Detective Byomkesh Bakshi (2015)

Quite recently there has been too many films in the making about the this sleuth that it has already seemed to feel monotonous. Amidst of all other Byomkesh films, Detective Byomkesh Bakshi directed by Dibakar Banerjee brings in a fresh new face of the satyanweshi.

Detective Byomkesh Bakshy, follows a simlar pace as the superhero origin stories like Batman & Man of Steel, and therefore, very un-mistakingly, has a very dark and moody touch to it, which often feels quite delicious. But don’t go in watching it for original Saradindu stuff.

Banerjee’s Calcutta in the 1940s, a city of secrets and shadows lurking at every corner. A terrific opening scene – in which mysterious sinister elements show up and thwart an opium deal in the dead of the night – sets the mood for the film’s noir-ish leanings. With World War II currently at its peak, the threat of oncoming Japanese bomber-jets looms large. It is against this landscape that Byomkesh (Sushant Singh Rajput), a recent graduate on the verge of taking up a teaching job, lands his first investigating assignment.

Dibakar re-creates the period of Calcutta with patience and accuracy, which emerges a beautiful painting of the city in those days. Even the old tram models are shown running on the streets, which fascinates me much. Byomkesh is shown wearing the dhoti with shoe, a typical Bengali costume in those days. Every frame of the movie is crafted lovingly; the cinematography is stylish and evocative, Sneha Khanwalkar’s mostly heavy-metal soundtrack terrific, and the film’s production design simply first-rate.

Far from the sure-footed, razor-sharp sleuth of Bandopadhyay’s stories, Byomkesh, in Banerjee’s film, is an amateur investigator slowly coming into his own. ‘Slowly’ is the operative word here, as Banerjee and co-writer Urmi Juvekar spend more or less the entire first hour setting up the plot. Sushant Singh Rajput nicely slinks into the part of the unibrowed detective who’s clearly learning on the job. He has a fragile ego, he gets queasy at the sight of blood, and oftentimes he misses clues that are staring him in the face. Rajput has a boyish quality that serves the character well; he gets the Bengali mannerisms right, the body language down pat.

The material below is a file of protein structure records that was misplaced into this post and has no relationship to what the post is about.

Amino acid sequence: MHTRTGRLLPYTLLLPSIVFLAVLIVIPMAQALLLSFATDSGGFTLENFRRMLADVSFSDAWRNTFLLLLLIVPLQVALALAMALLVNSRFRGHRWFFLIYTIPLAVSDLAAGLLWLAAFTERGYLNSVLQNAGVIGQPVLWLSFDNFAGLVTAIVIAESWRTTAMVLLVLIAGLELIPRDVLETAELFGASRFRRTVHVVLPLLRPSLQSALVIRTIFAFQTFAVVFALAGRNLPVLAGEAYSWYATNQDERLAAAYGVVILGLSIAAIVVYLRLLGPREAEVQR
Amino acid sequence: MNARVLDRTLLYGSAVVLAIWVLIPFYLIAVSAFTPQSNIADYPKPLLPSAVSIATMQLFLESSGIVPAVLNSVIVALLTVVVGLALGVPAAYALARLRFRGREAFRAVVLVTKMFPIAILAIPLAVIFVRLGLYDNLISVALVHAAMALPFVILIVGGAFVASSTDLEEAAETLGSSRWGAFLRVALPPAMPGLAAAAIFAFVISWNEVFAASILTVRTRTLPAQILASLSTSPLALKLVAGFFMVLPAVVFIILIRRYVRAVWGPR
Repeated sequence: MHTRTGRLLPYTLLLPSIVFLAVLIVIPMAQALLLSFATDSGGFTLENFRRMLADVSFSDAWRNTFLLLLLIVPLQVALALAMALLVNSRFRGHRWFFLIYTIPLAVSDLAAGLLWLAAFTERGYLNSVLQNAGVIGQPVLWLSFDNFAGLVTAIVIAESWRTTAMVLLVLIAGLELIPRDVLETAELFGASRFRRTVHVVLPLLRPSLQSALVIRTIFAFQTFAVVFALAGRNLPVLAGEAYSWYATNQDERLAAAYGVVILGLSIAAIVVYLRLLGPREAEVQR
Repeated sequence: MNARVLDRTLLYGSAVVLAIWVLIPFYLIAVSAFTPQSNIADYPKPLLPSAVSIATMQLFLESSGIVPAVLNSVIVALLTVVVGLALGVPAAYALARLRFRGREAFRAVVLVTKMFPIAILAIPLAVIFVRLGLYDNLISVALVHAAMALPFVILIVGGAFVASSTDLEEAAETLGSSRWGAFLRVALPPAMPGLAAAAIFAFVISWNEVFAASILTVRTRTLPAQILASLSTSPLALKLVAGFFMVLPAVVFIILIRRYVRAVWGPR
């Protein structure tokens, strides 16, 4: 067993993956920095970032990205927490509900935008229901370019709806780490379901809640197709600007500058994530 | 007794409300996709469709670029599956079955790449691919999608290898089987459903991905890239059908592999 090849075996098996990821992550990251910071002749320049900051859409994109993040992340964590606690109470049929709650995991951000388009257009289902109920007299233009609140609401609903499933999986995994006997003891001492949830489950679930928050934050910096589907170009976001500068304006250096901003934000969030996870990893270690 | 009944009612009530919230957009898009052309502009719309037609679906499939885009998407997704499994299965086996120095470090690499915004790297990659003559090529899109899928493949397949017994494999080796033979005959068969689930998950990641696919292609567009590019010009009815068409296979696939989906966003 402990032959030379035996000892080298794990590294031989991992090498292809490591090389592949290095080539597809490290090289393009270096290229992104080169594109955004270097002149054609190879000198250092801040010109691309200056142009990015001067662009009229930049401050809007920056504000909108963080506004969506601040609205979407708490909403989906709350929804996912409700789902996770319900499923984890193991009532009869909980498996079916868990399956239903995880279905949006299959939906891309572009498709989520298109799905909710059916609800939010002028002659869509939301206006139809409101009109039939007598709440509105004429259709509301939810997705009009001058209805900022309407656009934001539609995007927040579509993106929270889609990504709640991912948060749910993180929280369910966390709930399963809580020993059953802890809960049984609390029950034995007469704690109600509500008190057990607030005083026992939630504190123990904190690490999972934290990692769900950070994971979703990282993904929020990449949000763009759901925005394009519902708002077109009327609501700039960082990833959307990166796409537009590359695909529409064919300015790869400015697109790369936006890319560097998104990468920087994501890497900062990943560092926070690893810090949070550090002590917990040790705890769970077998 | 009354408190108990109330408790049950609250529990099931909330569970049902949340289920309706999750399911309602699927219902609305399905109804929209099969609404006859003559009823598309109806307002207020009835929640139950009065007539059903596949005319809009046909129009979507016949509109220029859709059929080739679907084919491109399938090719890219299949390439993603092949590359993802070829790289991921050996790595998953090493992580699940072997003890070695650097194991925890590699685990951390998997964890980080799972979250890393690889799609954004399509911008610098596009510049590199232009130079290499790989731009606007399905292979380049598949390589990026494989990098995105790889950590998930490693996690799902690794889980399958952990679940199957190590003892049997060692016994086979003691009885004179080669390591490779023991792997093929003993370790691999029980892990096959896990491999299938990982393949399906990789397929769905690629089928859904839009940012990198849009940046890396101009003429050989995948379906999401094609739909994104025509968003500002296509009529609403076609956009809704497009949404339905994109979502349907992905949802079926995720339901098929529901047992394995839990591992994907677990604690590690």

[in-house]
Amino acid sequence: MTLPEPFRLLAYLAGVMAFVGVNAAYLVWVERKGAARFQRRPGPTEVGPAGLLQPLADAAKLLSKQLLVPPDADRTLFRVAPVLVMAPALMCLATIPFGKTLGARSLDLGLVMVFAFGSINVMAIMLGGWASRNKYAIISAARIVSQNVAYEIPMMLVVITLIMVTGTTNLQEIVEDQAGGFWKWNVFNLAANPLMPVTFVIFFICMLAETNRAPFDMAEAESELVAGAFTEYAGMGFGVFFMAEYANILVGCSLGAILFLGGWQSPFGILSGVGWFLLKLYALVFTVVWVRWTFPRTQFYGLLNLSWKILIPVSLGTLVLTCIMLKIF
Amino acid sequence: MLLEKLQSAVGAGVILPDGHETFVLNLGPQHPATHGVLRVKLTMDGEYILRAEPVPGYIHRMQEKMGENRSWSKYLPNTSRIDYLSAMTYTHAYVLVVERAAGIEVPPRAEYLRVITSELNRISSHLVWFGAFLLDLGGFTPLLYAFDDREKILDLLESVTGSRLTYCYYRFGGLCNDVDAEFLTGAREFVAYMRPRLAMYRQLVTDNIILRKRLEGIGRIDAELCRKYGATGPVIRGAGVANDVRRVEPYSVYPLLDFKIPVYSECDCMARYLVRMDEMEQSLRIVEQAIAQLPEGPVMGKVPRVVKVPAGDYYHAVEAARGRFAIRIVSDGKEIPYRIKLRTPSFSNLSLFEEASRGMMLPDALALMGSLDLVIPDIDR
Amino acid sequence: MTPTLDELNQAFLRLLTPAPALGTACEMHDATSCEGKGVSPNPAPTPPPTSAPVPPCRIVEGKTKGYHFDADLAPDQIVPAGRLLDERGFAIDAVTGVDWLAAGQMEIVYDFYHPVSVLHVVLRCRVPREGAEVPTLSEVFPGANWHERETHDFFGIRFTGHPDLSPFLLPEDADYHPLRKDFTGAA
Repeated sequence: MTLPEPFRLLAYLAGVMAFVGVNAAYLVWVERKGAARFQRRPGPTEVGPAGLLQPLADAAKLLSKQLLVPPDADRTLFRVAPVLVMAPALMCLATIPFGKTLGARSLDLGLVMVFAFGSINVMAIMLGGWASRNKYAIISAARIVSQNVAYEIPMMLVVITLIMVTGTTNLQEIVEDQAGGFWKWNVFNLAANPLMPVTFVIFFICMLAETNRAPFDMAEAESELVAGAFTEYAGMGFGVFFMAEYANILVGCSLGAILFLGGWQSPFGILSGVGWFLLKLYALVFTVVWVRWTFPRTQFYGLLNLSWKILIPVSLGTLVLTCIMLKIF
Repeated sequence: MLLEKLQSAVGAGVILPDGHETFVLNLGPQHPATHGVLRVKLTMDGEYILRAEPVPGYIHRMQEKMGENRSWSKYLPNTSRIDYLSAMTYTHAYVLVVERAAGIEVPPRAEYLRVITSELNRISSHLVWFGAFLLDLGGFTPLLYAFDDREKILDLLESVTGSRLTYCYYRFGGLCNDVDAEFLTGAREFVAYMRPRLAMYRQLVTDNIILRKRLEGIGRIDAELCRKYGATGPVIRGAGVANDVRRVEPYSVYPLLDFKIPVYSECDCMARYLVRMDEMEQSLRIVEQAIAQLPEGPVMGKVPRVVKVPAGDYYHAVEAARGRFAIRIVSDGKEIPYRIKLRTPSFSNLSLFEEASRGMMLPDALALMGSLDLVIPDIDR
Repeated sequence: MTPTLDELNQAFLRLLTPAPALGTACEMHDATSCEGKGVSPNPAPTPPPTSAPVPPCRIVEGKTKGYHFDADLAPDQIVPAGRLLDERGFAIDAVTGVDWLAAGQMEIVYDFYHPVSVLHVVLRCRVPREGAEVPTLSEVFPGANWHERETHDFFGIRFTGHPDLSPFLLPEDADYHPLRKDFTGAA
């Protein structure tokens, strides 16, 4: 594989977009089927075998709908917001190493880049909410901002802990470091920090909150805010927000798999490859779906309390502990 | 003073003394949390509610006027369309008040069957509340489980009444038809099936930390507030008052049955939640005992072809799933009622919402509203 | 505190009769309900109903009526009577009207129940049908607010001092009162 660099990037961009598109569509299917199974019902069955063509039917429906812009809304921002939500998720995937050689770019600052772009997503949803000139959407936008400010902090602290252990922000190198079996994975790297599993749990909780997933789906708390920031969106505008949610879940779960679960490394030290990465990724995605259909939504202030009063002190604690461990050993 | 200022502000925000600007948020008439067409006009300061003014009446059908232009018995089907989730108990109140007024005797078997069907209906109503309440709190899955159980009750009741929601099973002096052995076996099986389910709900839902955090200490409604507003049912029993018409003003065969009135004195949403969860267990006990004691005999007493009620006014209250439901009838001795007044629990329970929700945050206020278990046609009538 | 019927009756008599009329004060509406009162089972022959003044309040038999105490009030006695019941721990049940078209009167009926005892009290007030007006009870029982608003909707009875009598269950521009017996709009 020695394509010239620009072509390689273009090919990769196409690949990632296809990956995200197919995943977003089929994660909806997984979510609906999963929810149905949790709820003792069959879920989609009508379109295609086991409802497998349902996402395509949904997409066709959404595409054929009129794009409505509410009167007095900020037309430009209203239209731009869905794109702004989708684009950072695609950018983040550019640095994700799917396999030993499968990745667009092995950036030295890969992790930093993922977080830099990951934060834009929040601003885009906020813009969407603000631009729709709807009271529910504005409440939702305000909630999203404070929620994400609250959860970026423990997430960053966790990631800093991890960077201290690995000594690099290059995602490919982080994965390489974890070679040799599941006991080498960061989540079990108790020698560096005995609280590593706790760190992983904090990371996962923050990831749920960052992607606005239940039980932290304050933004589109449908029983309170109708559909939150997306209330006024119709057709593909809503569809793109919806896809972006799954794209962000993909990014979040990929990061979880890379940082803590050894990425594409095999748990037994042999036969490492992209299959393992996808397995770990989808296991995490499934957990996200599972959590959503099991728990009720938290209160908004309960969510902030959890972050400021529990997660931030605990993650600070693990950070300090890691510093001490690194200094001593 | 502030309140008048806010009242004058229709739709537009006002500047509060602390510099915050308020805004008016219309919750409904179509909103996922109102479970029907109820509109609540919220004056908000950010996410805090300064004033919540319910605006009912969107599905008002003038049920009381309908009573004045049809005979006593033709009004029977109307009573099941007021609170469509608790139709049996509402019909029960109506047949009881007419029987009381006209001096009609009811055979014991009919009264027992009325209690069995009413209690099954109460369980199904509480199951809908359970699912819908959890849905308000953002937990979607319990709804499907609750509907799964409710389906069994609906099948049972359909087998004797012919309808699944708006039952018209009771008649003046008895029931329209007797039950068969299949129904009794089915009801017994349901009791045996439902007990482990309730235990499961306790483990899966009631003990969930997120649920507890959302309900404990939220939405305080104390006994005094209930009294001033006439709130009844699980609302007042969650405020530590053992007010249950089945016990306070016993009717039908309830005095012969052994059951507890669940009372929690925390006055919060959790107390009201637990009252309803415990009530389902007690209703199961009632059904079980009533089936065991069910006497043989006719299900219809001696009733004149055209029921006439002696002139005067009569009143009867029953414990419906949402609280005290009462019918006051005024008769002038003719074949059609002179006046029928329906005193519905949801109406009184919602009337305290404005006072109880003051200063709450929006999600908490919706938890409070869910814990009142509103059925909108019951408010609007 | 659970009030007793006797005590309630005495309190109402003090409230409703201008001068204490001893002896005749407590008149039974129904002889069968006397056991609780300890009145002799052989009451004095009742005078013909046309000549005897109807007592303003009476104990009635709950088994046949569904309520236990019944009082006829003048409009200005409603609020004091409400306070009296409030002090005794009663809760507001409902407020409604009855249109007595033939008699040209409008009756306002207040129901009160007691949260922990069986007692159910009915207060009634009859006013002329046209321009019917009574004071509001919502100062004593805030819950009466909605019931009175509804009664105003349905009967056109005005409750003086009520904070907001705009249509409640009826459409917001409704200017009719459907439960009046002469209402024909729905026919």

The story unfolds as  Ajit Bandyopadhyay (Anand Tiwari) approaches an arrogant collegiate Byomkesh Bakshy with a case of his missing father. After brushing him off at first and learning that his lady love is getting hitched to someone else, a broken hearted Byomkesh decides to solve Ajit’s case. Thus begins a tale of interlinked stories as Bakshy tries to join the dots.

Aside from the odd clunky performance, by Swastika Mukherjee as the unintentionally hilarious seductress, the acting too is solid, particularly by Anand Tiwari, the Dr Watson to Byomkesh’s Holmes, who brings stray moments of much needed lightness to a largely humourless film. Ship of Theseus’ Neeraj Kabi also makes a big impression as a wise homeopath and the owner of the lodge where much of the action unfolds. Also Chang as the Chinese drug dealer ‘Kanai’ delivers a solid performance.

But one much needed element that is missing from the story is the term ’satyanweshi’. Byomkesh in Sarandindu babu’s stories, never likes being called a detective, and prefers ’satyanweshi’ – the explorer of truth. As opposed to that, in the film, Byomkesh bluntly refers to himself as a Detective.

In the end, this is one film with an acquired taste.  If you like your cinema fast and furious, then head to the seventh instalment of that franchise.  Detective Byomkesh Bakshy is a film to savor and roll around in your head.  

I’m going with three-and-a-half out of five for Detective Byomkesh Bakshy. There is a chance that it’ll stay with you just alike the other origin stories of Superheroes.